Sunday, December 16, 2012

Mechanisms of Hypertension

Overweight/Obese
 
Overweight/obesity is associated with hypertension and most people with hypertension are also overweight.  Weight gain increases blood pressure and weight loss reduces it [1].  The interaction of weight and blood pressure involves few mechanisms:
 
  • Elevated leptin levels promote sympathetic overactivity resulting in sodium/water retention and vasoconstriction* [1] [2]
  • Increased sodium retention and extracellular fluid volume (therefore increased cardiac output) to service more tissue (despite this there’s an increase in RAAS activation in obesity, probably mainly due to over-activation of the SNS) [1]
  • The physical compression of the kidneys, resulting in lower blood flow to the kidneys, then the kidneys upregulate the RAAS (increase sodium/water retention and total peripheral resistance) to increase blood pressure to maintain GFR [1]
  • In insulin resistant obesity, increased free fatty acids, oxidative stress and inflammation in adipose tissue increases the RAAS and SNS in a positive feedback relationship [2] [3]
 
* People who are overweight/obese are leptin resistant, but the leptin resistance is selective to the arcuate nucleus in the hypothesis, so leptin signalling for body weight regulation is impaired, whereas leptin signalling elsewhere is elevated [2]
 
** Insulin doesn’t seem to raise blood pressure [1].  In addition there’s a lot more evidence for the RAAS increasing IR than IR increasing the RAAS.
 
Cardiovascular Disease
 
Endothelial Dysfunction
 
Nitric oxide is one of the main vasodilators and promotes arterial elasticity [4].  Insufficient nitric oxide impairs endothelial function, which may precede hypertension and lead to kidney failure [5].  Endothelial dysfunction strongly correlates with arterial stiffness, systolic blood pressure and pulse pressure [6].  Superoxide can merge with nitric oxides, which depletes nitric oxide and forms peroxynitrite.  Superoxide is formed mainly by mitochondria, NADPH oxidase and xanthine oxidase (the latter two are activated by the RAAS).  Insulin resistance can also reduce nitric oxide by failing to stimulate Akt production (Akt activates nitric oxide synthase) [7].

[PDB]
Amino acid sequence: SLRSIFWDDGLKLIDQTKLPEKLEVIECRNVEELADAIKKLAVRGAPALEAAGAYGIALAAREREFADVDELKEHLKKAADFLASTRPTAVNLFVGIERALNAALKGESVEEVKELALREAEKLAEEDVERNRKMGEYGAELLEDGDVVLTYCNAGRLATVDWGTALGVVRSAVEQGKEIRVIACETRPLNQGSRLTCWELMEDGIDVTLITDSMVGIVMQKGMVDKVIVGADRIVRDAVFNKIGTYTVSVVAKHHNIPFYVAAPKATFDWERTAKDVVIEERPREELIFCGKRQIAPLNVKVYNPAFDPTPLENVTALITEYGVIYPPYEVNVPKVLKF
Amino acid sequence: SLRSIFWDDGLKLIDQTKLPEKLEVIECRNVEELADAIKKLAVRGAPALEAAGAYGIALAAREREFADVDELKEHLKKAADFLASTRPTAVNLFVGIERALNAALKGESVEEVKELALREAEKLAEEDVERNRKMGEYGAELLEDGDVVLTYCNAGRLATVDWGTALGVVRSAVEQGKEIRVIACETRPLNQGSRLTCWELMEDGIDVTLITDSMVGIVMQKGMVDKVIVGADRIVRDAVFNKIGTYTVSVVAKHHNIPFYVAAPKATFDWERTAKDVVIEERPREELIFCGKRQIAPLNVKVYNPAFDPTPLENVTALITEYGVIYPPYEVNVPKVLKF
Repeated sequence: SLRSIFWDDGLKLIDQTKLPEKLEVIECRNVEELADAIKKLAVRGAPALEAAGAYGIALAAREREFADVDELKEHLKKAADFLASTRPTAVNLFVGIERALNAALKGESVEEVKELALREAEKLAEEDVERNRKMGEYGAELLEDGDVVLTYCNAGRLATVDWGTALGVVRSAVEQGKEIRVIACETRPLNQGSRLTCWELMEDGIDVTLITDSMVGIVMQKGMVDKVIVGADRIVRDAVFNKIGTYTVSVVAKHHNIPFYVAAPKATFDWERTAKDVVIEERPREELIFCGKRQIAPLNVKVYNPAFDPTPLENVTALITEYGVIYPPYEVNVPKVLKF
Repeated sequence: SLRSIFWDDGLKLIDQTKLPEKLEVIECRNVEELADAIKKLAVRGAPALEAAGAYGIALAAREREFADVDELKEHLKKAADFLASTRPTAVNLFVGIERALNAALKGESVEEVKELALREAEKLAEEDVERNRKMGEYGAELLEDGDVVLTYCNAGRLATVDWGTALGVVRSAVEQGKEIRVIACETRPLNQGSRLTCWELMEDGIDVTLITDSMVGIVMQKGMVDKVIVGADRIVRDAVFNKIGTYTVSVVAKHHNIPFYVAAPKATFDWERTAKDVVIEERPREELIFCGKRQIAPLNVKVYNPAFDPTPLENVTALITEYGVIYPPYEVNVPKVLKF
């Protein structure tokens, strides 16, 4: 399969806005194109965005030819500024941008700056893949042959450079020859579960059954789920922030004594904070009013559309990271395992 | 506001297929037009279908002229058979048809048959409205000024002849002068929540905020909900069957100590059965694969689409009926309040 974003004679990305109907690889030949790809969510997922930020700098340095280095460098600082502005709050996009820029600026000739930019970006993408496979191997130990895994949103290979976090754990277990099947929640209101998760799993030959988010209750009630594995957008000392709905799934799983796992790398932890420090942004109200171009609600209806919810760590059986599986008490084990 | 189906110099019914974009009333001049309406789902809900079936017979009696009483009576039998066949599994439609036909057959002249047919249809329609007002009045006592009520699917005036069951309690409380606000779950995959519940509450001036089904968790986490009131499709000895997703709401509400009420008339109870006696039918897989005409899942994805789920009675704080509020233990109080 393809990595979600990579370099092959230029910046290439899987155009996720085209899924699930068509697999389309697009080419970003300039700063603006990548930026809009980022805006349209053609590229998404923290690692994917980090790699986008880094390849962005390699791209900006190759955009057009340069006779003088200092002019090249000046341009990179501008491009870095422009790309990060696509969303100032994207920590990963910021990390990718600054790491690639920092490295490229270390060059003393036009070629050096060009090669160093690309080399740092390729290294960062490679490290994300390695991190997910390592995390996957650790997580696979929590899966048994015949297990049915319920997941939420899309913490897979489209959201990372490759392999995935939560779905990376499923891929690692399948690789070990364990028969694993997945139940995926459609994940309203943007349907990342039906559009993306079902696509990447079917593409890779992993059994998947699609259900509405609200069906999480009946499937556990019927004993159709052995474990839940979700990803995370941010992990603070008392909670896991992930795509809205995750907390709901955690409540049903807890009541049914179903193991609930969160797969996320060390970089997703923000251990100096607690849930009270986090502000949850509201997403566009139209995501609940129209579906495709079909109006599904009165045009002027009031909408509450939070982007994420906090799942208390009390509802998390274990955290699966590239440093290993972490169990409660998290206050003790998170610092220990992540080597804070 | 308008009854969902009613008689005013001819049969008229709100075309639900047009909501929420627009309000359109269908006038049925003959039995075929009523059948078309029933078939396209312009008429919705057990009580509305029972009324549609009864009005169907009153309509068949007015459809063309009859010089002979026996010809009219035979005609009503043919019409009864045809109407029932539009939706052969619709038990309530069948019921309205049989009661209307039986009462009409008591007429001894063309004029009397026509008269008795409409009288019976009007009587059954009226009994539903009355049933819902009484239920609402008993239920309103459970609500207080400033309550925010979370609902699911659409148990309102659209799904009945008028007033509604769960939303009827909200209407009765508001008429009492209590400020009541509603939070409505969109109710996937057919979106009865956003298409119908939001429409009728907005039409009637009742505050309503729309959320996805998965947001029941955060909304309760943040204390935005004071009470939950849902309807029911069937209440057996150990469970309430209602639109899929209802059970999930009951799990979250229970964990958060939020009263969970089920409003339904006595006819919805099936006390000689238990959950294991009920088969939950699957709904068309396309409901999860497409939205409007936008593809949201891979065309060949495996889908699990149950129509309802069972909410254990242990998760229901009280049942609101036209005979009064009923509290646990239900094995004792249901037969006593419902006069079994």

Atherosclerosis
 
Atherosclerosis is one form of arteriosclerosis, which refers to the stiffening of arteries.  Atherosclerosis is degenerative disease where the artery wall thickens as a result of accumulation of cholesterol, fats, LDLs and immune cells.  Arterial calcification is a common feature of atherosclerosis and it too increases arterial stiffness [8].  As the arteries accumulate more stuff the radius of the artery decreases, which increases total peripheral resistance.  Atherosclerosis in the arteries leading to the kidneys (renal artery stenosis) can cause renovascular hypertension, which is mediated by the RAAS.  Atherosclerosis is associated with increased systolic blood pressure [9].  Hypertension is a risk factor for cardiovascular disease, which may be explained by the effects on blood pressure by atherosclerosis and endothelial dysfunction.  There are many potential factors in atherosclerosis, see Cardiovascular Disease
 
Kidney Function
 
Some of the main functions of the kidneys include the filtering of wastes (urea, ammonia) and the regulation of electrolytes (sodium, potassium, calcium and chlorine).  By regulating electrolytes the kidneys also help to regulate blood volume and blood pressure.  If kidney function is impaired then wastes such as uric acid, creatinine and excess electrolytes aren’t cleared as well and remain elevated in the blood stream, which promotes water retention (through osmosis) and the kidneys will stimulate the RAAS to increase glomerular filtration rate (GFR)*.  Kidney function is a strong influence on blood pressure.
 
“Blood pressure goes with the kidney.  Normotensive recipients of kidneys from hypertensive donors become hypertensive and hypertensive recipients of normotensive kidneys become normotensive” [10]
 
Hypertension is almost certain in end stage renal disease with 80-90 of those needing dialysis being hypertensive [10].  Impaired kidney function reduces blood pressure regulation and makes blood pressure more sensitive to increases in vasoconstriction hormones such as noradrenaline and vasopressin [1].  Poor kidney function (GFR <60) is associated with the metabolic syndrome [11] and diabetic nephropathy is the most common form of renal failure (mediated through hyperglycemia and oxidative stress) [12].
 
* The rate at which the kidneys filter blood.  Healthy kidneys have a GFR of >90 mL/min/1.73m2

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